The critical point here is that they are deciding whether to take an action based on whether the result of that action already exists in the system.
Interestingly many databases already have this concept built in for certain type of operation. I could write:
The first time I execute this it will work, but every subsequent time it will throw an error like:
However, if I write:
The first time it runs it will drop the table, but every subsequent time it will return a graceful message like: Drop statement executed successfully (People already dropped).
The inbuilt capabilities of the database have provided me with a way to define and action “DROP TABLE People”, but also a criteria that needs to be met to try to actually execute this action “IF EXISTS”. The database itself will run the check first and then, based on the results of that check, will decide to run the action or not. This is a Check based imperative approach—run a fundamentally imperative statement, but only if a particular check has been met.
Doesn’t this solve all our problems then? Unfortunately not, since in all databases, this functionality is only available for specific use cases.
Will check is the table exists, and if not create it, but if it does exist it will return a graceful message and exit, even if the table that exists is different to the one defined.
Is simply not a supported statement in most databases (PostgresSQL and MariaDB being notable exceptions). However there is no database that has enough “IF NOT EXISTS” functionality to support all use cases, and in some situations “IF NOT EXISTS” is not enough—for example a DDL to alter the data type of an existing column.
Let’s consider for a moment three Imperative statements and a variety of different environments, and a human who doesn’t know which ones have been applied to which
Figure 3—How would a human solve this?
How would this person go about working out which of these need to be run and on which environments? Would they go a look in the history log for queries (effectively emulating the Log Based Imperative Approach?). Almost certainly not because:
- This is a time consuming process
- Just because a statement ran at some point in history, it doesn’t mean that the result of that statement is still in effect. If an ADD COLUMN was found in the history, they would have to scan the entire history since then to confirm that no other statements had DROPPED or ALTERED this column since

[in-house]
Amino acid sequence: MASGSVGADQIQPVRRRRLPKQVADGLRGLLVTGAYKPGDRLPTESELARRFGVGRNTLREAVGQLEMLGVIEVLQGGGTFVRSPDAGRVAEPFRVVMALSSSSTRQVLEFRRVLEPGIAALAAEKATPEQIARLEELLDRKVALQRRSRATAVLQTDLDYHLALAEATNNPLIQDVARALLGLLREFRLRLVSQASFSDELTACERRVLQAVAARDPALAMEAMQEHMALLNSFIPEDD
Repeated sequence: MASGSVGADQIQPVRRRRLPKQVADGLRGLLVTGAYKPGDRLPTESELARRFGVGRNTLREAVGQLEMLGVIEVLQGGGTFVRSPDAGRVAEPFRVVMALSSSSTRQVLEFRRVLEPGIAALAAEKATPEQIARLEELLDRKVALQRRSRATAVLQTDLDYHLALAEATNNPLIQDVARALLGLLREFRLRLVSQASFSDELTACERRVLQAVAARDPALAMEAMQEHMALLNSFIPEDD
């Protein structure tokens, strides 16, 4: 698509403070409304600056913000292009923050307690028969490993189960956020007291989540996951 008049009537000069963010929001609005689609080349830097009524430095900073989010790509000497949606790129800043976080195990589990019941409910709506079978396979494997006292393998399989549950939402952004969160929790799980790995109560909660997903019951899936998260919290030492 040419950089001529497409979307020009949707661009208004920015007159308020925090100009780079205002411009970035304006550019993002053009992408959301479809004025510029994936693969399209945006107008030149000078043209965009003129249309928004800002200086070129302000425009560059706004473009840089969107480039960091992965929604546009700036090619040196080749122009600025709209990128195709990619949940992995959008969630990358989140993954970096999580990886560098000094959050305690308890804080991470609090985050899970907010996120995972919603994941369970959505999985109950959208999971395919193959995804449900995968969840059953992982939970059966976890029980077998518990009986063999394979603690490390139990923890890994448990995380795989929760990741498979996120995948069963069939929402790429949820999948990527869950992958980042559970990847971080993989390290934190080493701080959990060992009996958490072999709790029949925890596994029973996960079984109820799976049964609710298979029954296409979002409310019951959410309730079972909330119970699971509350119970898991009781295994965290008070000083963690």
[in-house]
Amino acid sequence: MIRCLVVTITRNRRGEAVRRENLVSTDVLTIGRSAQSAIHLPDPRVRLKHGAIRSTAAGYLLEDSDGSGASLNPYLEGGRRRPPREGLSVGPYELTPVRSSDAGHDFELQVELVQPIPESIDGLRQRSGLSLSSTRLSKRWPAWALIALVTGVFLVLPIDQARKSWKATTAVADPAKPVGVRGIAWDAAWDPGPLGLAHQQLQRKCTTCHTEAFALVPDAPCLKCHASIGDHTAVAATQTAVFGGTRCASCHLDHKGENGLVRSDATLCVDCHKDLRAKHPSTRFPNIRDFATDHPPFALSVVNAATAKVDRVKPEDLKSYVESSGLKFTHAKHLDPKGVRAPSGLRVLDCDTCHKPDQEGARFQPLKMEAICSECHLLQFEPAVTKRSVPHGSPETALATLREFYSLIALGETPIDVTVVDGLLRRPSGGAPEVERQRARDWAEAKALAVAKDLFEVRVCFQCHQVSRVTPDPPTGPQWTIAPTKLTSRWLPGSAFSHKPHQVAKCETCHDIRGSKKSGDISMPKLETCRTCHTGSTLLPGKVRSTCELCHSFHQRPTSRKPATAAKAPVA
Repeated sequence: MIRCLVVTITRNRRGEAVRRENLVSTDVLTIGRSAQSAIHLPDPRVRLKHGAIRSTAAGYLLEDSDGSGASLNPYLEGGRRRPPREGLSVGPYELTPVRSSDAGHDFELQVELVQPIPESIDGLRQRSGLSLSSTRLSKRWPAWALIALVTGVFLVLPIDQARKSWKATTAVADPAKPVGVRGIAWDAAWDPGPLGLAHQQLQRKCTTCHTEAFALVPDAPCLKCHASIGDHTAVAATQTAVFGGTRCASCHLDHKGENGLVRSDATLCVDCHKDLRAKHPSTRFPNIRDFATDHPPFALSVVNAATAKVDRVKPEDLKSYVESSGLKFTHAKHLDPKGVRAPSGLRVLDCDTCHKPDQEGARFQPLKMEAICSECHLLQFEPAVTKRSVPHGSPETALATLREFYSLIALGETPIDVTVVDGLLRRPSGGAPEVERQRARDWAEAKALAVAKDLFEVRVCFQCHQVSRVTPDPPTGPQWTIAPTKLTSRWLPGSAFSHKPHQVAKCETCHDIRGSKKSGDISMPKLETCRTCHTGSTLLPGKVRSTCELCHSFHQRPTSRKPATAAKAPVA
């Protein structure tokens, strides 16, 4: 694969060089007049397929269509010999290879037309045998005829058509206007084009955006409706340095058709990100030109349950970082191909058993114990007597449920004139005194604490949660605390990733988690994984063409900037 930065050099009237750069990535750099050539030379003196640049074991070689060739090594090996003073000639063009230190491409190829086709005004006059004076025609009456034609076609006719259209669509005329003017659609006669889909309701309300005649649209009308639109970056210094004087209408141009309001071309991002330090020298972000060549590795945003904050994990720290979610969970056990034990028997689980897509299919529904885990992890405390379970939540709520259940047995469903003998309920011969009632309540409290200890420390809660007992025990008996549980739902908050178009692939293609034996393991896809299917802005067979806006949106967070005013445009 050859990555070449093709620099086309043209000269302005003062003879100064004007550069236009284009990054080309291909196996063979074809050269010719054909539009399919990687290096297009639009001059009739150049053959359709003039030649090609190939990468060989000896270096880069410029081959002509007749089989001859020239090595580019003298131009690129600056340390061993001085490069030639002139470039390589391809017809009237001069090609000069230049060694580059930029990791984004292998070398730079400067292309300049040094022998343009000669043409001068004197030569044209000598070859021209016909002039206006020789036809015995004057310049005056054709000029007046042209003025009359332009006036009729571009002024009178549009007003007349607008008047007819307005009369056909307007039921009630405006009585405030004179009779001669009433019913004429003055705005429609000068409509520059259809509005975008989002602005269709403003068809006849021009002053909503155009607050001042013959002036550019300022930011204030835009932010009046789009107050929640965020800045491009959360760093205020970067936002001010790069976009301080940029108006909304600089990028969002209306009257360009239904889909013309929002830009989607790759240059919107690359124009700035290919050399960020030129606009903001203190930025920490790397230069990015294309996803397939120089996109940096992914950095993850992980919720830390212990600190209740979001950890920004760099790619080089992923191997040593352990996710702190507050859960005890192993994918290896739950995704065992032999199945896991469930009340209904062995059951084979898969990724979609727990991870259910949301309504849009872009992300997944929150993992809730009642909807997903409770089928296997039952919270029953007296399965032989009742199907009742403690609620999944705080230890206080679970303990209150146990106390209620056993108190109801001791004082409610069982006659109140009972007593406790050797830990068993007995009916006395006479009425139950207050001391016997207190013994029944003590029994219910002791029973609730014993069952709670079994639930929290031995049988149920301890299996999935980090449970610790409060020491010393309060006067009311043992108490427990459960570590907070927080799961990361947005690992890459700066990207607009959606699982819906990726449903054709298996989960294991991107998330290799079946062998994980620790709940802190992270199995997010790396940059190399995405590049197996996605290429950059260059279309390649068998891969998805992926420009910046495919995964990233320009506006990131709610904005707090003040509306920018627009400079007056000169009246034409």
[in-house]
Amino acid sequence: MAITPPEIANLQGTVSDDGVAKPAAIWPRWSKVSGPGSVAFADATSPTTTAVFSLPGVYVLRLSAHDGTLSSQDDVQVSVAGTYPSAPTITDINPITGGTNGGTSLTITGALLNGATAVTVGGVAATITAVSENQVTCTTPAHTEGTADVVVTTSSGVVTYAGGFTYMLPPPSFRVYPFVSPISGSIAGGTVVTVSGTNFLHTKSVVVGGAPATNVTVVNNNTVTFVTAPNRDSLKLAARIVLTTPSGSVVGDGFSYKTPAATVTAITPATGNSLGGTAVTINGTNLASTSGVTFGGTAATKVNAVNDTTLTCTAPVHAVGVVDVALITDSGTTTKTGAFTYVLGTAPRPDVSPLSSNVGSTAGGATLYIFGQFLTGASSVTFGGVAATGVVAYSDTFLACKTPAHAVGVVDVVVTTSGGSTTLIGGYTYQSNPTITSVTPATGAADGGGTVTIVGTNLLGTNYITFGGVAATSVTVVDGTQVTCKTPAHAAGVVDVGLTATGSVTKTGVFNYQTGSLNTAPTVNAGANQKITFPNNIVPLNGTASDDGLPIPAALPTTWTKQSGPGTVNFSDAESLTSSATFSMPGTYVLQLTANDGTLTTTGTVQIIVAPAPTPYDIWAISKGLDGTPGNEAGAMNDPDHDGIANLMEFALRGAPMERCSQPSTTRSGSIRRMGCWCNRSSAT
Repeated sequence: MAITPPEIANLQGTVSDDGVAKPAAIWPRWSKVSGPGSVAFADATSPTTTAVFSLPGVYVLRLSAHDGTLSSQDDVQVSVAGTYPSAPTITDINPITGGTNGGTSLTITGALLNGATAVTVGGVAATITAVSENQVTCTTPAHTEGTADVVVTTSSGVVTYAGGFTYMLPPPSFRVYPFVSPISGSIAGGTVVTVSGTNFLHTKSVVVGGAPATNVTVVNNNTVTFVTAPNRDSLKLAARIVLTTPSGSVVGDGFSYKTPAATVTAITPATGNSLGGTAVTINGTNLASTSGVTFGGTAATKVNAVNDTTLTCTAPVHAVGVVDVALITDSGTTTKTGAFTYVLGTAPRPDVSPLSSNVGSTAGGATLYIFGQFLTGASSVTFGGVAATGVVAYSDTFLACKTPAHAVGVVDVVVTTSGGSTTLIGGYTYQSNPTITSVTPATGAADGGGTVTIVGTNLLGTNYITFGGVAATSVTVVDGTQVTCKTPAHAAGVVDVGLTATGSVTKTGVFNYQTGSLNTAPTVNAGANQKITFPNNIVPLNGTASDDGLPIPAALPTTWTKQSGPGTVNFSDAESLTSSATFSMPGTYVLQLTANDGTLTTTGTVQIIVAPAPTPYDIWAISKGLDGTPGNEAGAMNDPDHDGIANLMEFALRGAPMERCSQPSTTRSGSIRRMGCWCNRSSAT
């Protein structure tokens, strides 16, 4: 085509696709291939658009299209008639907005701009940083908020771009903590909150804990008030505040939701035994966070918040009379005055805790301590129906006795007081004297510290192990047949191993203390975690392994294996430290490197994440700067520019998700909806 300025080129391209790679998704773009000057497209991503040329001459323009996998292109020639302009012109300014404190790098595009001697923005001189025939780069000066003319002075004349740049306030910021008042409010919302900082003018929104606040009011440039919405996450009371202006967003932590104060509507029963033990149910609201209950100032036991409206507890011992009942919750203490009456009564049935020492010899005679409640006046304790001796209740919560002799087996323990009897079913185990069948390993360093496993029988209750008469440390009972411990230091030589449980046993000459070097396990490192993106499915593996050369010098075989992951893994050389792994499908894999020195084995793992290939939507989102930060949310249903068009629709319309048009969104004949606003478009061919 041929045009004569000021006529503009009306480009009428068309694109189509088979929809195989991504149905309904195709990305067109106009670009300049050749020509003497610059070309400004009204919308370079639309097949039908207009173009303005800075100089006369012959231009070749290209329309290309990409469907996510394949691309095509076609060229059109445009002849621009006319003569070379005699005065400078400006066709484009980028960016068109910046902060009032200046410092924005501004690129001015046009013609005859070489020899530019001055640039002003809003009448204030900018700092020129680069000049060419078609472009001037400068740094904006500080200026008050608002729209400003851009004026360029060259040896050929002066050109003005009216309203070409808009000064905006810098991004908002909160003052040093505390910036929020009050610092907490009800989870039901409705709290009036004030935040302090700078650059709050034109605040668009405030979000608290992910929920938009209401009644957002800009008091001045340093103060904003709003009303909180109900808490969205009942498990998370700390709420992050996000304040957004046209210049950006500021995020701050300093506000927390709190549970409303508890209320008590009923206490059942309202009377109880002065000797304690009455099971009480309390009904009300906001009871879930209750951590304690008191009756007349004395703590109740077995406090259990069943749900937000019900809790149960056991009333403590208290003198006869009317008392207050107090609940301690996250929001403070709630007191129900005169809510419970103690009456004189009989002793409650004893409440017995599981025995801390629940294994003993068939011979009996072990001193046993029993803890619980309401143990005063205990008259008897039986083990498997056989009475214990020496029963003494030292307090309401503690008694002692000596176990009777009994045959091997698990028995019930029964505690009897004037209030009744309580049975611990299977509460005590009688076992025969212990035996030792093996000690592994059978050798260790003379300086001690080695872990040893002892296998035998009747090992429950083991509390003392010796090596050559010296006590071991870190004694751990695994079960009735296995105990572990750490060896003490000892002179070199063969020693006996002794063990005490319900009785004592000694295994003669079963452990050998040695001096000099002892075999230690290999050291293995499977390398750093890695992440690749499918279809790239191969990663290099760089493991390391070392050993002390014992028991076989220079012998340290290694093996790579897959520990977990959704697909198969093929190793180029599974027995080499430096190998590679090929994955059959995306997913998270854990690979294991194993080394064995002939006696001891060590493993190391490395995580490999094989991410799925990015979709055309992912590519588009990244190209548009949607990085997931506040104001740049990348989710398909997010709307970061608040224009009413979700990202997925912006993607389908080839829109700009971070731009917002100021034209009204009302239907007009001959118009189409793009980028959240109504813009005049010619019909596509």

- Check if People table exists. If not run the CREATE TABLE.
- Check if People table has the City column. If not, run the ALTER… ADD COLUMN City.
- Check if People table has the Address column. If not, run the ALTER… ADD COLUMN Address.
In a more abstract sense, they are “checking the resultant state that would result from a statement being executed and if that state doesn’t exist, they would run the statement”.
Therefore, to be really useful and powerful, we would need a way of conditionally executing ANY DDL statements based on an arbitrary, flexible logical check with complete access to the target database. For example:
Check Statement: SELECT count(*) FROM INFORMATION_SCHEMA.COLUMNS WHERE TABLE_NAME = 'People' AND COLUMN_NAME = 'Address'
Check Expected Result: 1
Statement: ALTER TABLE People ADD COLUMN IF NOT EXISTS Address varchar(255);
This is discussed in the paper An implementation approach to Check Based Imperative Approach to Schema Management.
The Declarative Approach has already been well defined. We start with a highly declarative definition like:
Apply a declarative compiler as per Figure 2 which performs the following 7:
- Create, parse and validate input Declarative Definition and create the desired state
- Gather current state from the target system
- Compare the desired state and current state and create a set of differences
- Determine the order in which differences need to be applied (e.g. you can’t GRANT a ROLE to a USER until both the USER and ROLE exist)
- Turn this ordered set of diffs into a set of Imperative Steps
- Execute the Imperative Steps against the target system
- Handle any failures
As discussed above these two ‘pure’ approaches are points on a spectrum, with the Log Based and Check Based Imperative approaches being points on that spectrum.
What does this mean today? For the DataOps for Snowflake platform we believe that a full Declarative Approach is the long-term approach for the whole industry. When looking at how other technologies areas (e.g. infrastructure, networking etc) have progressed, these have all followed an inexorable march from Imperative to Declarative over time, but this has taken some time to mature. We do not believe the technologies are quite there today, and we are actively working on projects to make this a reality. However, we believe all use cases today are possible using a set of approaches:
- Use “CREATE OR REPLACE X” where possible (i.e. the target object is stateless, or the state doesn’t matter)
- Use “CREATE X IF NOT EXISTS” where possible
- Use the conditional execute approach (and possibly some convenience wrappers to make specific high frequency use cases even easier)
In the future a Declarative Approach will be a natural evolution of this.
In the next series of blog posts we will look specifically at an implementation approach to Check Based Imperative Approach to Schema Management.